Often when we teach the commitments of conscious leadership we begin by asking leaders if they’d be willing to play a game. This serves several purposes:
First, right up front it creates the intention to play and not take ourselves, or the game, too seriously. This is a key to playing the game skillfully and to wanting to keep playing the game for a long time.
Second, if it’s a game we don’t need to spend time giving the science, data, ROI or evidence for why we believe consciousness is a valid and valuable aspect of leadership.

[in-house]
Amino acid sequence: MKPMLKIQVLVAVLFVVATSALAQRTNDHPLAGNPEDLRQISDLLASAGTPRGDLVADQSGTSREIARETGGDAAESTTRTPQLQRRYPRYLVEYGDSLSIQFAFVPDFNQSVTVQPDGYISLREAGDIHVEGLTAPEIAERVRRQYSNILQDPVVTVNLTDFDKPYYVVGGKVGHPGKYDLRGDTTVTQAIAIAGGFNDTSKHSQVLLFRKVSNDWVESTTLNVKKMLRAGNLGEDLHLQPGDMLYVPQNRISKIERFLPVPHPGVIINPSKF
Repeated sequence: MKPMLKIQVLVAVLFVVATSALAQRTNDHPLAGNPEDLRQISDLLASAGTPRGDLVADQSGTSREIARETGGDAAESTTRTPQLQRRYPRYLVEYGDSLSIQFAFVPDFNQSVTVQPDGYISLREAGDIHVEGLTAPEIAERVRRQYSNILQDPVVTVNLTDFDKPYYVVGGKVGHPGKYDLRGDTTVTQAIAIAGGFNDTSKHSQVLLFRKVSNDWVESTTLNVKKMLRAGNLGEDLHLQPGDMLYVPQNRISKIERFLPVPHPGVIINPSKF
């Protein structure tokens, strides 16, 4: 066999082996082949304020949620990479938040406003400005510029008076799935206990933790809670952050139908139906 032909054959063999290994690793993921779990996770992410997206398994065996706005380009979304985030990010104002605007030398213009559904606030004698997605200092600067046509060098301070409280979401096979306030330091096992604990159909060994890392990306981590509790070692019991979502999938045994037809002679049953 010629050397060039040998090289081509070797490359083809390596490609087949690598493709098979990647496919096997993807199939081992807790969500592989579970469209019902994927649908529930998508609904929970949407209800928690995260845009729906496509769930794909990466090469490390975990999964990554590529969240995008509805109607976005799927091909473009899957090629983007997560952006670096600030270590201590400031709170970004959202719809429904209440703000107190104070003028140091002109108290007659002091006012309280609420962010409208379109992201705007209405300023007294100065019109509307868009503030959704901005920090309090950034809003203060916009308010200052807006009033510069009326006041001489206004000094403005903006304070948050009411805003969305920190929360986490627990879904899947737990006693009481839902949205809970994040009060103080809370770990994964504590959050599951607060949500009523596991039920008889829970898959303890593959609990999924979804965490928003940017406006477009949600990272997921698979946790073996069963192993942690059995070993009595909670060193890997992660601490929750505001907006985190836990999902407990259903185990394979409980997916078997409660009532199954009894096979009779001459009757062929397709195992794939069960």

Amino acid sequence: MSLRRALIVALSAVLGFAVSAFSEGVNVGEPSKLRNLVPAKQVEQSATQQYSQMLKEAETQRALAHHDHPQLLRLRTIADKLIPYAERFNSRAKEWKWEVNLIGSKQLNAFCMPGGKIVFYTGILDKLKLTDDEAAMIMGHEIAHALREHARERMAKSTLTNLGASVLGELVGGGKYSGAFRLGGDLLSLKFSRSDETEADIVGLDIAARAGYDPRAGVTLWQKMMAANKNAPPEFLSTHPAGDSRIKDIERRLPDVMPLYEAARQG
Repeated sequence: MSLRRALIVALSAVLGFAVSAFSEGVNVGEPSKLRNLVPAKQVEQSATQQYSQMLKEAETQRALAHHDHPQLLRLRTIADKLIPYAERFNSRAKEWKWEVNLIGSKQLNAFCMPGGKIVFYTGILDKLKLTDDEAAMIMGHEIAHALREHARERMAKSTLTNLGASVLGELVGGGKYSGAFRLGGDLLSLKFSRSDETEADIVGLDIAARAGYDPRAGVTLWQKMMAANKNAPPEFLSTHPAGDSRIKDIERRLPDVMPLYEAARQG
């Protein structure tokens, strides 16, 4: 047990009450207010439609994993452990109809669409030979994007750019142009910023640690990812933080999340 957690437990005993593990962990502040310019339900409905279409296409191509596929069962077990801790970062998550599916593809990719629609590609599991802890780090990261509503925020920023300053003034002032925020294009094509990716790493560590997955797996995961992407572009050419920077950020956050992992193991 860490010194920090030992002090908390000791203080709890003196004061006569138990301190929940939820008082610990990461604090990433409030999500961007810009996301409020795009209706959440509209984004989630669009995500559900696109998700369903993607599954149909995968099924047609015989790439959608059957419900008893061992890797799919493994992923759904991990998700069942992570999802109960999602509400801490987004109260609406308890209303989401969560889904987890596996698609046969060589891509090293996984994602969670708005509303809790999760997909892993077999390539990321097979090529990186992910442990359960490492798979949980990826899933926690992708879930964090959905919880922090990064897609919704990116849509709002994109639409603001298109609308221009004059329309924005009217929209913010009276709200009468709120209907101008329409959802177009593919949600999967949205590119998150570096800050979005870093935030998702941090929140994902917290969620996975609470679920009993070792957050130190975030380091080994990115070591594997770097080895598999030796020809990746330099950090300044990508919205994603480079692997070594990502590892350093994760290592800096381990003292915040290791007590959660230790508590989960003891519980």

When you play Candy Land or Scrabble or hide and seek who asks, “Could someone tell me why this is a valid use of our time? Has there been any serious study and research on the efficacy of Candy Land? Is there any neuroscience evidence that supports this activity?” If someone asked questions like these, the other players at the table would probably say, “Take a chill pill Bob. It’s just a game.”